Usually the way the game goes, someone gives us a hint, say Barolo, and we have to guess the name of the grape (Nebbiolo) to win the prize or score some points. Yesterday, I received a couple of interesting emails from a list put out by Cornell Enology Extension Associate Chris Gerling that were more than mere fun and games.
Chris is a sharp guy and quite a joker, yet someone who I take very seriously in matters of cold-hardy viticulture and wine geek info. In this case, he passed on word about a bit of sport where we know what the grapes are, but need to generate official names for their commercial release. There is no real prize in this particular game, other than the “lasting glory and fame” promised by the folks at Cornell to that lucky and creative person, who will be mentioned at the release and in publicity.
It takes a heck of a long time for grapes to make it successfully through a breeding and selection program. They spend most of their young lives stuck with arcane alphanumeric noms du vin, until when showing promise, they sometimes get a nickname by researchers and growers.
One grape I like to work with, ES-6-16-30, is an unreleased Elmer Swenson selection. It makes a simple muscadet style wine that I have used as part of a blended cuvee for bubbly. Here we call it by it’s technical name, but in Finland they have been allowed to call it Adalmiina.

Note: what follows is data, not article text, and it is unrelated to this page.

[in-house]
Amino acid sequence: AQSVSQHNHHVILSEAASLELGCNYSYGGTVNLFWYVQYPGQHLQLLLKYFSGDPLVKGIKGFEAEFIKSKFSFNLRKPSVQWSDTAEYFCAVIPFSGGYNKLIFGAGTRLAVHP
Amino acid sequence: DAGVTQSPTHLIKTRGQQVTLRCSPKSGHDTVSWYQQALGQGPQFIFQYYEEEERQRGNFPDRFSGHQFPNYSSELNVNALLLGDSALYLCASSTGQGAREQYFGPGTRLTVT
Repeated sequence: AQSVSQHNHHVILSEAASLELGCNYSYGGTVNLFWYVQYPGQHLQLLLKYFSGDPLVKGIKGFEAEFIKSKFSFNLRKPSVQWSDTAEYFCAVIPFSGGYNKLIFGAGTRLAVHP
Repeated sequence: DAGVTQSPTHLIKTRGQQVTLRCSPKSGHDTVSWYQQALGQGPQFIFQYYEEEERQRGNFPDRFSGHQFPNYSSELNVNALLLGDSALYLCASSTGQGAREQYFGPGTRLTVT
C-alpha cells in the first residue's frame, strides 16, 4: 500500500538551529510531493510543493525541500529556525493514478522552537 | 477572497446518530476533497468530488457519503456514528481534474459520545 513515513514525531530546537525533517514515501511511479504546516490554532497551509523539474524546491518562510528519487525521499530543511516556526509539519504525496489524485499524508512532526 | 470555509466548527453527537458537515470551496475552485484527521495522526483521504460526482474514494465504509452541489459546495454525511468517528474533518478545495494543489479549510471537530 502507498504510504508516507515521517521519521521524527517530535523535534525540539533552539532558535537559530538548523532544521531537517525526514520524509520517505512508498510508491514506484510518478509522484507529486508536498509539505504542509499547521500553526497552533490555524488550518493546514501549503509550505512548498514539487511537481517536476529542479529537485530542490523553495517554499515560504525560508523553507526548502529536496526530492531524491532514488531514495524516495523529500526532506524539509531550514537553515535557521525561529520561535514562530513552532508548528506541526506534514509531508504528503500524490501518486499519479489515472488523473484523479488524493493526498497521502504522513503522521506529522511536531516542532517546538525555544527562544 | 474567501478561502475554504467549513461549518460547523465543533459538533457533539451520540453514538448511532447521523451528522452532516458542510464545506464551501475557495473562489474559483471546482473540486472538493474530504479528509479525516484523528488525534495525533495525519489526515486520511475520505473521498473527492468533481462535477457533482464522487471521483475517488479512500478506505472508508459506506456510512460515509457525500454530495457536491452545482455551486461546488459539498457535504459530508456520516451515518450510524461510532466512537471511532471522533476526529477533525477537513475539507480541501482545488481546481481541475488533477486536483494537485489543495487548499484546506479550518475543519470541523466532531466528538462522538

When — and if vines — truly prove themselves, they need to take on a new names, that are “unique, distinctive, and descriptive, look good on a wine bottle, and meet a variety of complicated legal specifications that you don’t even want to think about.”
So Cornell is asking the New York wine industry to help with the process of naming two grapes that are up for release:
If you’d like to try your hand at naming grapes, take a look at the variety descriptions for NY 76.0844.24 and NY 95.0301.01 below. Be as creative as you like, keeping in mind that names have to be unique- no reruns- and should be designed to sell varietal wine. Send as many creative names as you can think of to Bruce Reisch at email@example.com by August 6, 2012, and we’ll put them on the list. We’ll do the all the legal footwork to check for trademark violations and such, compile a shortlist of possibilities, and have a name for you soon!
Thanks for your help, and we look forward to seeing your creative names!
Bruce Reisch & Anna Katharine Mansfield
NY76.0844.24, a white wine selection, ranks very high for winter hardiness and productivity. The estimated temperature of 50% primary bud kill in mid-winter is –17 F,
and cold damage to trunks is rare. Wine quality is excellent, showing aromatic characters that panelists compare to Gewürztraminer or a citrusy Muscat.
NY95.0301.01 is a red wine selection, and is the first introduction to originate from the “no-spray” portion of the Geneva breeding program. It’s highly resistant to both downy and powdery mildews, making it a good choice for sustainable or organic growers. The wine is dark red with little or no hybrid character, and exhibits moderate body, good structure, and blueberry on the palate.